2016 is the 12th season of the festival and I hope the series Quais du Polar will have many seasons. Last year, it attracted 70 000 visitors and, from what I’ve seen, writers were enchanted. My post about the 2014 and 2015 editions are here and here. Quais du polar is a mixed festival: there’s a huge bookstore in the magnificent building of the Chamber of Commerce, where writers come and sign their books, conferences, a whodunit promenade throughout the city and other activities.This year, the festival will show off Francophone crime fiction with writers from France, Québec, Switzerland, Gabon and Togo.

Quais_polarAs last year, I bought a subscription to the festival. It’s not mandatory but it helps accessing to the conférences; it costs 30€ and comes with a free book. The access to everything is free, the festival relies on volunteers. Paying a subscription is also a way to help them. The free book is Tout le monde te haïra by Alexis Aubenque. To be honest, it’s not a book I would have picked myself as it is a thriller and it is set in Alaska. I’m a bit wary of writers who write crime fiction set in another country as theirs. But I’ll give it a try.

The web site has not been updated yet with the detailed program of the festival but the guest writers are already listed. You can have a look here: Invités Quais du Polar. If you do have a look, please let me know who you’d like to meet if you were attending. It’s always nice to have pointers.

Johnson_camp_mortsPeace_1974Meanwhile, I will be reading some writers who will be participating to Quais du Polar. I’m delighted to see that Craig Johnson will be there. He was already present in 2014 but now I’ve started his Longmire series and I hope I’ll be able to talk to him. My billet about the first volume of the series, Little Bird, is here and I will write soon about the second opus, Death Without Company. I’m happy to report that I found it as good as the first one. I love the atmosphere of Durant, Wyoming and Longmire’s personality, colleagues and friends. I will also read 1974 by David Peace, a book that has been on my shelf for a while. #TBR20 is still on and it will make up for the three books I bought for the occasion.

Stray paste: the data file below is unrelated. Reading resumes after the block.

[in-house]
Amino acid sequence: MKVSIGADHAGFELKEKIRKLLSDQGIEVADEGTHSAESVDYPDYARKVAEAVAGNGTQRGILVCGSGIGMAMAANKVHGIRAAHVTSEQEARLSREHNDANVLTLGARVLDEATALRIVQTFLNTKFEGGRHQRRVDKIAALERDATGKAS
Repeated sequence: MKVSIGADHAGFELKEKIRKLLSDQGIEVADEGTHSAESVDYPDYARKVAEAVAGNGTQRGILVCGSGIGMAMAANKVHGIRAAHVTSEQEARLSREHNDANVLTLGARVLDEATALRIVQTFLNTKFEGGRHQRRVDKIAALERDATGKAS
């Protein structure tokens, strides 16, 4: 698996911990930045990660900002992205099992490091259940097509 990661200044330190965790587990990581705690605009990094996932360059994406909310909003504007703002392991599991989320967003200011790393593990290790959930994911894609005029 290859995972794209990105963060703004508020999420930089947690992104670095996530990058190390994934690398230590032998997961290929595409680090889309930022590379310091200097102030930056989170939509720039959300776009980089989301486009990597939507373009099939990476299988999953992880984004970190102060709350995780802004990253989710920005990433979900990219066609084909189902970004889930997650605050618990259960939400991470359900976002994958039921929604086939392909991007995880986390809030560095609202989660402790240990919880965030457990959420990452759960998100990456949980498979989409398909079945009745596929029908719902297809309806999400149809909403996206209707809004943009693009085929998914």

Ferey_ZuluI decided to read Zulu by Caryl Férey. He’s a French writer and the book is set in Cape Town, South Africa. I know, my buying this not exactly consistent with my previous my comment on Alexis Aubenque. I can’t explain why I have a better feeling about Zulu. Or perhaps I’m not so thrilled to read a book set in Alaska because the place reminds me of Sarah Palin, the dreadful Yiddish Policemen’s Union by Michael Chabon, horrifying working conditions on fishing boats described by Iain Levison and oil spills.  Zulu got multiple prizes, so I’m curious. It sounds like a compelling story with incursions into local politics and sociology. Crime fiction is a great medium for that. It is available in English, if anyone’s interested.

Levison_toutI also purchased Ils savent tout de vous by Iain Levison. I’ve already read his Working Stiff’s Manifesto. I’ve heard his interview on France Inter and his last book sounded interesting. Wanna know the funny thing about it? It’s been written in English but you can only find it in French because it’s only been published in France. The guy’s publisher is French and Levison refuses to publish his book in the US. So, here I am, perfectly able to read the original but forced to read it in translation. I wish it were published in parallel texts or one after the other in an omnibus edition.

Niel_hamacsThe last one is Les Hamacs de carton by French author Colin Niel. He’s an engineer specialized in environmental issues and he has lived several years in French Guiana. He created a series set in this overseas department with a main character named Capitaine Anato. Les Hamacs de carton is the first volume of the series. *sheepish* French Guiana only means three things to me: Amazonia, Christiane Taubira and the penal colony where Dreyfus and Henri Charrière (Papillon) were sent. I’m curious to learn more about the place.

I hope I’ll have time to read these books before the festival. If you’re interested in Quais du Polar, you can come to Lyon for the weekend. The city is beautiful and the atmosphere during the festival is special. If you’d like to come but can’t, you can follow Quais du polar on Twitter : @QuaisPolar or on Facebook.

Lyon